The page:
jueves, 20 de enero de 2011

For New Social Networks, Sharing Can Be More Focused


Photographs by Erik S. Lesser for The New York Times
With FACEBOOK ’s membership approaching 600 million, and more features and apps continually being added to the site, it sometimes seems as if it’s the only social network around. But it’s not the only one, even if it’s dominant. Specialized networks are catching on with users who prefer a more focused way to share photos, videos or music, or who simply don’t want everyone on Facebook looking at their pictures.  Some of these networks leverage the existing huge audiences of Facebook or Twitter to let their users reach the maximum number of friends. But if you’re worried about Facebook’s potential privacy holes and want to steer clear of them, there’s a network for that, too.

INSTAGRAM Instagram, a photo-sharing network based around a free app for Apple’s iPhone, is the breakout hit of specialty social networks. The service, which was introduced in October, says that more than a million users have already signed up.

Instagram’s secret weapon is its built-in photo filters, which modify your pictures before you upload them. Some effects are corny, but some — like the sepia-inspired Early Bird filter or the soft-color Toaster — work wonders at removing the often harsh lighting and jarring colors of cellphone photos. With the help of the filters, the images may look better than those uploaded to other social sites, like Facebook.

Davin Bentti, a software engineer in Atlanta, uses Instagram to control where he posts photos.

“Instagram lets me share photos on Facebook, Twitter, Flickr, Posterous, Tumblr and Foursquare,” he said. “When I take a photo, I can put it everywhere without having to think much about it. But I can also put it only where I want it to go.”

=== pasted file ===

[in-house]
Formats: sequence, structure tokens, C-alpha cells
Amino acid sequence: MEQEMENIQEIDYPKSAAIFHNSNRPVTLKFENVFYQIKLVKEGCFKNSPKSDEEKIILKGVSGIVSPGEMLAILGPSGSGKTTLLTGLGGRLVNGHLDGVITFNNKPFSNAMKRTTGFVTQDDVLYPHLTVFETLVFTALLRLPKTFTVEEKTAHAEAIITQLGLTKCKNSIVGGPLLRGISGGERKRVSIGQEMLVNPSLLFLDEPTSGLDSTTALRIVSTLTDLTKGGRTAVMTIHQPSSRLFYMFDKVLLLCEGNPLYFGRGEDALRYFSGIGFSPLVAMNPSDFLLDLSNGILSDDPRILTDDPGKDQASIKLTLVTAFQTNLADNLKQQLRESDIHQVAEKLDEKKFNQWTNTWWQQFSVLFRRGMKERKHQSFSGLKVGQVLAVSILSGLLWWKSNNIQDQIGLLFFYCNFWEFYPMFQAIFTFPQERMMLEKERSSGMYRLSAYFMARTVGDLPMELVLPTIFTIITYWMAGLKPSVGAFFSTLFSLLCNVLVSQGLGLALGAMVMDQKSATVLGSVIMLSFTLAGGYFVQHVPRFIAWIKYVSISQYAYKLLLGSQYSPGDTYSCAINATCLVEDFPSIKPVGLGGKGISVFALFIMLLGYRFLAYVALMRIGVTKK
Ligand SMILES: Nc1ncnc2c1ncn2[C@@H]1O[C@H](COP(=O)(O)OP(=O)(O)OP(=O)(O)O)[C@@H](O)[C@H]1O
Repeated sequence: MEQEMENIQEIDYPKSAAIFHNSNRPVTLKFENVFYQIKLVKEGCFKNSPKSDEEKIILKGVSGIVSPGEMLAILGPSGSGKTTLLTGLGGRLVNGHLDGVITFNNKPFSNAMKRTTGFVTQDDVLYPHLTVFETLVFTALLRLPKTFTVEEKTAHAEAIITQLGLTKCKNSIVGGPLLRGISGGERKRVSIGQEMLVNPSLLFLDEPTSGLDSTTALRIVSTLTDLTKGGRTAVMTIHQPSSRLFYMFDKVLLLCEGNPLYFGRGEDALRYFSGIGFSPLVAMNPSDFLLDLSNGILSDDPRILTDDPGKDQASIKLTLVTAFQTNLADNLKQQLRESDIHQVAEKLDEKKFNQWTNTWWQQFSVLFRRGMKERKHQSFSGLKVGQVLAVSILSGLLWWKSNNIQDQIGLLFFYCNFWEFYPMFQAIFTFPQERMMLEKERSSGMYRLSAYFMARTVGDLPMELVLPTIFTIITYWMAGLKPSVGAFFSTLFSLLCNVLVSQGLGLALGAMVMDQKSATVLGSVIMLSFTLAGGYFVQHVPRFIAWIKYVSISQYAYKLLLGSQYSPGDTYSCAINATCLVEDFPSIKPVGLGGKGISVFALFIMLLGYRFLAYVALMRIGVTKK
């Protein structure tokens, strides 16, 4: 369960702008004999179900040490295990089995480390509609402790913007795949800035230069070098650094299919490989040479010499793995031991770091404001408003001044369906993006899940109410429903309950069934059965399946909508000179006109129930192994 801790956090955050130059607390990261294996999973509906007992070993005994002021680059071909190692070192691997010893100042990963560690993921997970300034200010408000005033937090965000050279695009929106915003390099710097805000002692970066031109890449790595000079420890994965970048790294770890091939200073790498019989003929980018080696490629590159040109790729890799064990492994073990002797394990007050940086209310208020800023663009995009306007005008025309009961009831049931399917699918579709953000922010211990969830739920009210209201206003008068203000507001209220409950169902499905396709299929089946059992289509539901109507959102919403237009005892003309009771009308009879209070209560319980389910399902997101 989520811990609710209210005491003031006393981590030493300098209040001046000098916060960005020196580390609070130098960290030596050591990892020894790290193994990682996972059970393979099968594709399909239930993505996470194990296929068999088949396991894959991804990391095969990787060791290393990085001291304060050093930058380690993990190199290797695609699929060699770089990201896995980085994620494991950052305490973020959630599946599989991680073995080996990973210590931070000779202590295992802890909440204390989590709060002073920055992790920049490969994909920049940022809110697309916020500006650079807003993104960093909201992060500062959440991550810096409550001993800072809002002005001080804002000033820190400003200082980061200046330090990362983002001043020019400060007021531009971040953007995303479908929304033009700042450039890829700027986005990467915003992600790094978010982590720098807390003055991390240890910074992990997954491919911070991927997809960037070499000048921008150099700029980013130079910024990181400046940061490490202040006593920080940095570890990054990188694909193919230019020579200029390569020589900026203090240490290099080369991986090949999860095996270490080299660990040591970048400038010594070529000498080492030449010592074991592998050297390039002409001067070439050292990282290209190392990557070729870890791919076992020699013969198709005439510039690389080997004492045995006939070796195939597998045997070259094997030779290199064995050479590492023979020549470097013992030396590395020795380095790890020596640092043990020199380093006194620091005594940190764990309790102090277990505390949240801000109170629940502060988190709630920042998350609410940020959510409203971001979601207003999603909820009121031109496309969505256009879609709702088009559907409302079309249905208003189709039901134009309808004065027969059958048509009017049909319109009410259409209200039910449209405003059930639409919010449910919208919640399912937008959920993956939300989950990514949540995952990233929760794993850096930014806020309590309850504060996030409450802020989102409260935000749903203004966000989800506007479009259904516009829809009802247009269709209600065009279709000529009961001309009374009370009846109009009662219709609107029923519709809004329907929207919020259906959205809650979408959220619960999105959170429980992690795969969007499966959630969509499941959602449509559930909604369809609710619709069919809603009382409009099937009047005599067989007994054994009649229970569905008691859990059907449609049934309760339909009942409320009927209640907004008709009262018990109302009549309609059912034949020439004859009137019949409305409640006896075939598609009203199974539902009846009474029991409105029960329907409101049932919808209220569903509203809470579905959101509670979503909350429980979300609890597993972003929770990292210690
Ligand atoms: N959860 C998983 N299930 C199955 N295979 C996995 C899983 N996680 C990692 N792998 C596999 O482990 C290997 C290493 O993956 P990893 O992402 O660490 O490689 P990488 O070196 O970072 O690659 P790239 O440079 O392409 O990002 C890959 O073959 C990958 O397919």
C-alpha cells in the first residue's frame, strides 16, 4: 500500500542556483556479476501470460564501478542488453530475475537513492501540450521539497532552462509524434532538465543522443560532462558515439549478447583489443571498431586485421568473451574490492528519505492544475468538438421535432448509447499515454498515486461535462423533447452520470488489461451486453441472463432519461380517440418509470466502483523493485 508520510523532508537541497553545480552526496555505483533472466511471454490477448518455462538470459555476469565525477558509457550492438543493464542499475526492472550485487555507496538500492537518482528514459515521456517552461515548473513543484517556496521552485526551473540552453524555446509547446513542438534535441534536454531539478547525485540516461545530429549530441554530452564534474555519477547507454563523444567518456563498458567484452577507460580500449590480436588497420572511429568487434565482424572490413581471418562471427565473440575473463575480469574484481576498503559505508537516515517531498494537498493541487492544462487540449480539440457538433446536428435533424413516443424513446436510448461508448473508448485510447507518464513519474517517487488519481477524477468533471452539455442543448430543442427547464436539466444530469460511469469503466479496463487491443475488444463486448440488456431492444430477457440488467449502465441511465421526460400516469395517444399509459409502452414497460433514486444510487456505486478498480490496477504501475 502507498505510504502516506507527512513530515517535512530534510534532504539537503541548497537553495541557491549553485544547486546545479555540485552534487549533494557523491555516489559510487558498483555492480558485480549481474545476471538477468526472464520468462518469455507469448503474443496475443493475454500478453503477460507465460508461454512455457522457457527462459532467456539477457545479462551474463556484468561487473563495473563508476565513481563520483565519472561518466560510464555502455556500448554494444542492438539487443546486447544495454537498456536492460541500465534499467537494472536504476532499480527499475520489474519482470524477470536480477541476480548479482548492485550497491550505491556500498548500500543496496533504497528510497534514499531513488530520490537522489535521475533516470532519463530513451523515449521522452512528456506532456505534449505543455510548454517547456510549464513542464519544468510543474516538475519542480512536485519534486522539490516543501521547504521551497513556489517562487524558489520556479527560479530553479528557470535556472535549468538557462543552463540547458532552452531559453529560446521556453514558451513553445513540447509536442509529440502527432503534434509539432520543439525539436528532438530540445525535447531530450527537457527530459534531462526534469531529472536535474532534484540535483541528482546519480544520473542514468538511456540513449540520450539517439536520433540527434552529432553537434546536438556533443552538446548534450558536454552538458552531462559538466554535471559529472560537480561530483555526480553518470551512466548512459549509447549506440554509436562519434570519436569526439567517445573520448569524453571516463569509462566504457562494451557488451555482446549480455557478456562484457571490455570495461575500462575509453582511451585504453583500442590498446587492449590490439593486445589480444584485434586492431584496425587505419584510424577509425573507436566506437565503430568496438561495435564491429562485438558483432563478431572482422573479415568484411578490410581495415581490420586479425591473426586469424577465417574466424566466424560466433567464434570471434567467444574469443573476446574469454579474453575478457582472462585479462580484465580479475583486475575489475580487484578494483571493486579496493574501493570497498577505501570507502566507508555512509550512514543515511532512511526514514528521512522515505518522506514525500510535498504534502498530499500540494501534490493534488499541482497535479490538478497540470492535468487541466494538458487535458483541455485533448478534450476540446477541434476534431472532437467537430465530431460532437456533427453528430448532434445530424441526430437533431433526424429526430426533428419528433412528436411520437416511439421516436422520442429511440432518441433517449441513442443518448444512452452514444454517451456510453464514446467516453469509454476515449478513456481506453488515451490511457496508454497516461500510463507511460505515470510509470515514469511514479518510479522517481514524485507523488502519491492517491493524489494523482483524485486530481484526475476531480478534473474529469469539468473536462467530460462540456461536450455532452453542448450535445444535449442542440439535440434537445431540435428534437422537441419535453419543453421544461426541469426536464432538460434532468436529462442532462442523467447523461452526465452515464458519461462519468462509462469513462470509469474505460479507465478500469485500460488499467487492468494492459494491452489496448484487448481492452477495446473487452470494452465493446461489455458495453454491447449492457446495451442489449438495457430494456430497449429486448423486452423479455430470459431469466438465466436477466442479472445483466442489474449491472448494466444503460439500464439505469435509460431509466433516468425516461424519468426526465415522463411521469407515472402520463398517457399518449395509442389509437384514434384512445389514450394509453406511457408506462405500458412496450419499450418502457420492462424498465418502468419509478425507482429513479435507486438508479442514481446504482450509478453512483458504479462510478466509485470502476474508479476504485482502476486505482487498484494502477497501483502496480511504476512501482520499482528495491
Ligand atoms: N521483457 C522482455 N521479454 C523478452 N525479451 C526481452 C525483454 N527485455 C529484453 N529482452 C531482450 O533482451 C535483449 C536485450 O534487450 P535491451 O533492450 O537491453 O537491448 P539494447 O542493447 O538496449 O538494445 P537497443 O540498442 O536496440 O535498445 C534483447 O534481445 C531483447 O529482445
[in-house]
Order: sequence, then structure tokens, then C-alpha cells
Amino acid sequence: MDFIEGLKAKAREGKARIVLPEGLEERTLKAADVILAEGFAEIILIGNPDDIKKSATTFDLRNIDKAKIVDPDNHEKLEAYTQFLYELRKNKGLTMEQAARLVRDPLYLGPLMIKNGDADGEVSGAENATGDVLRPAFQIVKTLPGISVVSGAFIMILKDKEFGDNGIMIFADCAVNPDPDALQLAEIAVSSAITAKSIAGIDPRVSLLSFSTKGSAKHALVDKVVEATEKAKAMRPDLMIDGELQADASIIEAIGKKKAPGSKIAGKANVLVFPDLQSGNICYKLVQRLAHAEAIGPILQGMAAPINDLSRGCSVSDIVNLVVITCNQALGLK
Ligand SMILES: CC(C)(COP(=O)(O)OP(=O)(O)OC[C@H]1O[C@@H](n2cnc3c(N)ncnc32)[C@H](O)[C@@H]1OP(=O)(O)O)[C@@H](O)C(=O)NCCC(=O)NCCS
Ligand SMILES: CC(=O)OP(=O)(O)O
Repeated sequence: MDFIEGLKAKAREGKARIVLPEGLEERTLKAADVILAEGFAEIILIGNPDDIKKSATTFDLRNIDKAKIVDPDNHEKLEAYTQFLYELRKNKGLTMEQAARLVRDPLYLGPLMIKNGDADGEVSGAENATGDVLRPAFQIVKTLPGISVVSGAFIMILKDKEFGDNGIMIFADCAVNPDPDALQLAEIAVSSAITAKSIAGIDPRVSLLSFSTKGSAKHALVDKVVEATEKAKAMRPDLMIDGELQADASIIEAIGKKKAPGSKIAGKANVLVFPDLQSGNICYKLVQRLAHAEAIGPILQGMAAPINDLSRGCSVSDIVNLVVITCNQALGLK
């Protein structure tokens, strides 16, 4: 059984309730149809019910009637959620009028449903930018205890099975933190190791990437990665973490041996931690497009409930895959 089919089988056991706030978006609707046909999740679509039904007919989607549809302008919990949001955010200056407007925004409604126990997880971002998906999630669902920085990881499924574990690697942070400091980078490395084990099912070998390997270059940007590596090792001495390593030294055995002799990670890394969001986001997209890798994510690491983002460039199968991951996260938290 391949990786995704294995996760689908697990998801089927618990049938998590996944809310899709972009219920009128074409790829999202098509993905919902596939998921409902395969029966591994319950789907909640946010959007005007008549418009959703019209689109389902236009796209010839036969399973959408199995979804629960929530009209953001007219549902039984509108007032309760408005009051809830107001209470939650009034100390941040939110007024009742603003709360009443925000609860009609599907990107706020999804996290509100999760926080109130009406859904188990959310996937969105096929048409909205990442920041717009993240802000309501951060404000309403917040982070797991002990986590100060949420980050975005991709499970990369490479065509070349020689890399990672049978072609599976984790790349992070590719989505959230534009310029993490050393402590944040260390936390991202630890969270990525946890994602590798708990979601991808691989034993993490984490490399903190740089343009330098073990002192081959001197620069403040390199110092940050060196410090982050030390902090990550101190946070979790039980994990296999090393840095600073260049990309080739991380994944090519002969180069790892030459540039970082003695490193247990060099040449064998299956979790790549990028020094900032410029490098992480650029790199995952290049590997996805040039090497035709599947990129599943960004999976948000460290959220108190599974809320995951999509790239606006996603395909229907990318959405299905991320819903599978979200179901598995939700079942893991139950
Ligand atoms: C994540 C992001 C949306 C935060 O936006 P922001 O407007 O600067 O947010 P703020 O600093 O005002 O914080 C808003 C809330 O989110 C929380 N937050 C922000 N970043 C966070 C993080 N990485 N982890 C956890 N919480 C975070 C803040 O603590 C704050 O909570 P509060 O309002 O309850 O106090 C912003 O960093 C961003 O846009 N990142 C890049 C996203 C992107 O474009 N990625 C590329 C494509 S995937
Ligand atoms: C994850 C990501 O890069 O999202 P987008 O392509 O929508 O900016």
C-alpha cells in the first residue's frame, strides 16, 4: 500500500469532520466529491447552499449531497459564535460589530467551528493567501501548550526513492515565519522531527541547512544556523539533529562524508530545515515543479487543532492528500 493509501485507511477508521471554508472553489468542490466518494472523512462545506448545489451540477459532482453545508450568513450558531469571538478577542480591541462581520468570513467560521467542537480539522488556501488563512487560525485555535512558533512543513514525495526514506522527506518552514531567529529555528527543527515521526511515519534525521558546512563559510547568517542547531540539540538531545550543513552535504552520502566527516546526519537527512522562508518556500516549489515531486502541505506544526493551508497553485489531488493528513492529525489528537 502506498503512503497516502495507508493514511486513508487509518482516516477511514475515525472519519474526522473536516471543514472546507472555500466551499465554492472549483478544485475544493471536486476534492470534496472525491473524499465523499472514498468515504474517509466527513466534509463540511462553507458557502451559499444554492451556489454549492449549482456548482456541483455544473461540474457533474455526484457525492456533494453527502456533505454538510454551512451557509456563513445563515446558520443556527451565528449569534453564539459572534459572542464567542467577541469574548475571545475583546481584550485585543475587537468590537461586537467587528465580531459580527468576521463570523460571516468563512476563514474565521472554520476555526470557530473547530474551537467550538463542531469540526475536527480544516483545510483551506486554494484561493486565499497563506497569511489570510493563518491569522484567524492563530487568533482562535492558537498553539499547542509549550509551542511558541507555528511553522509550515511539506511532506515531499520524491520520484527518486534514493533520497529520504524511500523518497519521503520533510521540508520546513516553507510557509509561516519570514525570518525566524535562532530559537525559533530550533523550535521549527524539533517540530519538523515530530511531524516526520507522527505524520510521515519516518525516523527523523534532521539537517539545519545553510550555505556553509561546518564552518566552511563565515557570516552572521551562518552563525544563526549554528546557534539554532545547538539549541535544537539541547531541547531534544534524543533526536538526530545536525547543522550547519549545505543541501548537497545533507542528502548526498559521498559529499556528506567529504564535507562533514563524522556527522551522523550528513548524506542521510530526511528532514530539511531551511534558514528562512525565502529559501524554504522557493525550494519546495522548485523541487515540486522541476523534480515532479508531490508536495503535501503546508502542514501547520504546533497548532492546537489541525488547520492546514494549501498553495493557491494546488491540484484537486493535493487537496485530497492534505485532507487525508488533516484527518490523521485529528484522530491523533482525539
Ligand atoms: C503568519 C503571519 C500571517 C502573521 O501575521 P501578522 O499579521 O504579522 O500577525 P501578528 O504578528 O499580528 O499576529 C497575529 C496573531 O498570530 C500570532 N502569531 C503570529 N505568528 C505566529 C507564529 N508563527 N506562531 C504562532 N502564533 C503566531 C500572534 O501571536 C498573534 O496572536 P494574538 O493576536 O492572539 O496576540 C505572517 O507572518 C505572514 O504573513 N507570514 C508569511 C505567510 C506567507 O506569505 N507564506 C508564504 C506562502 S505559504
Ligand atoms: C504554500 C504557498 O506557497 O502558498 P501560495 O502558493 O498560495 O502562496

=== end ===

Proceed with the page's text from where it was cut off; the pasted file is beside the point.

For example, Mr. Bentti said, he skipped Twitter when posting a recent photo of his dog, because his Twitter followers are mostly professional colleagues.

To get started, download the free Instagram iPhone app, and sign up for an account. If you own an Android phone, be patient; an app for that operating system is in the works, the company said.

To find friends to share your photos with, start the app and tap the Profile option at the bottom right of its screen. Instagram offers several ways to find people: log in to Facebook or Twitter to see lists of your friends there who are already signed up with Instagram; search your phone’s contact list to match the e-mail addresses with existing users; send invitations to those in your contact list who have not yet signed up; search Instagram’s database of users and usernames; browse a list of suggested users whom the company has deemed worth following for their photos.

“We don’t see ourselves as an alternative” to Facebook, said Kevin Systrom, Instagram’s chief executive. “We see ourselves as a complement, to allow for sharing on multiple networks, all at once.”

PATH Path, a photo and video sharing network, also sees itself as an enhancement to Facebook; users can log in to Facebook to find Path users to share with. But Path limits the sharing to 50 friends at most, rather than with everyone you know. And you can’t post your Path photos to Facebook itself. Your friends need to check their Path app or Path’s Web site to see your images.

Path doesn’t connect to Twitter or other networks.

The idea, said Dave Morin, Path’s chief executive, is to make sharing photos more personal. That’s how Laurie Percival, of Los Angeles, uses it to share photos of Charlotte, her newborn daughter, with only eight people.

“Path seems more private,” she said. “I use it for moments with Charlotte I won’t share publicly.”

Instagram and Path let the photographer focus on taking and posting a photo, without the distractions of status updates, Twitter postings or extraneous information seen on other social networks. Both apps minimize the number of onscreen buttons and options.

Photographers who use both services say you should remember that your photos will probably be viewed on the iPhone’s relatively small screen, and so it’s best to stick to close-ups and headshots. With long-distance shots, individual people or interesting items, like a funny sign, will be hard to see.